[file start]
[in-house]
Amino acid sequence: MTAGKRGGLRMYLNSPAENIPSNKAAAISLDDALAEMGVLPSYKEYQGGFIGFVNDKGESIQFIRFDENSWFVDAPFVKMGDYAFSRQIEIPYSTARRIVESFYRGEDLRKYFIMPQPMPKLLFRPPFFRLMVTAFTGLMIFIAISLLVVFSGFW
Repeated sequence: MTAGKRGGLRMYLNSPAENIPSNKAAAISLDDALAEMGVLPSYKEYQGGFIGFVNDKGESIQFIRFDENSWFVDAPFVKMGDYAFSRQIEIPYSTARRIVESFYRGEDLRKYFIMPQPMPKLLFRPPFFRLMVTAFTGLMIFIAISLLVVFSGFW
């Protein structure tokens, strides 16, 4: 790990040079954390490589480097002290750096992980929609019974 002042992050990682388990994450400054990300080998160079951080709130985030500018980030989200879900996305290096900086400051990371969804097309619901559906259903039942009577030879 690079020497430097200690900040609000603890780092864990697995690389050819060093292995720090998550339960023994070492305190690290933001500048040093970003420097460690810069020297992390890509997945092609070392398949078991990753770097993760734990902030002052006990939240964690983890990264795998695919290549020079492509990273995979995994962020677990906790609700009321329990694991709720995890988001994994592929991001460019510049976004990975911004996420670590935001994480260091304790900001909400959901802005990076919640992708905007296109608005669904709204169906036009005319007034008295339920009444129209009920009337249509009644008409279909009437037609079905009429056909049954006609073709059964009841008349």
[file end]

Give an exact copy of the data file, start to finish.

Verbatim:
[in-house]
Amino acid sequence: MTAGKRGGLRMYLNSPAENIPSNKAAAISLDDALAEMGVLPSYKEYQGGFIGFVNDKGESIQFIRFDENSWFVDAPFVKMGDYAFSRQIEIPYSTARRIVESFYRGEDLRKYFIMPQPMPKLLFRPPFFRLMVTAFTGLMIFIAISLLVVFSGFW
Repeated sequence: MTAGKRGGLRMYLNSPAENIPSNKAAAISLDDALAEMGVLPSYKEYQGGFIGFVNDKGESIQFIRFDENSWFVDAPFVKMGDYAFSRQIEIPYSTARRIVESFYRGEDLRKYFIMPQPMPKLLFRPPFFRLMVTAFTGLMIFIAISLLVVFSGFW
């Protein structure tokens, strides 16, 4: 790990040079954390490589480097002290750096992980929609019974 002042992050990682388990994450400054990300080998160079951080709130985030500018980030989200879900996305290096900086400051990371969804097309619901559906259903039942009577030879 690079020497430097200690900040609000603890780092864990697995690389050819060093292995720090998550339960023994070492305190690290933001500048040093970003420097460690810069020297992390890509997945092609070392398949078991990753770097993760734990902030002052006990939240964690983890990264795998695919290549020079492509990273995979995994962020677990906790609700009321329990694991709720995890988001994994592929991001460019510049976004990975911004996420670590935001994480260091304790900001909400959901802005990076919640992708905007296109608005669904709204169906036009005319007034008295339920009444129209009920009337249509009644008409279909009437037609079905009429056909049954006609073709059964009841008349």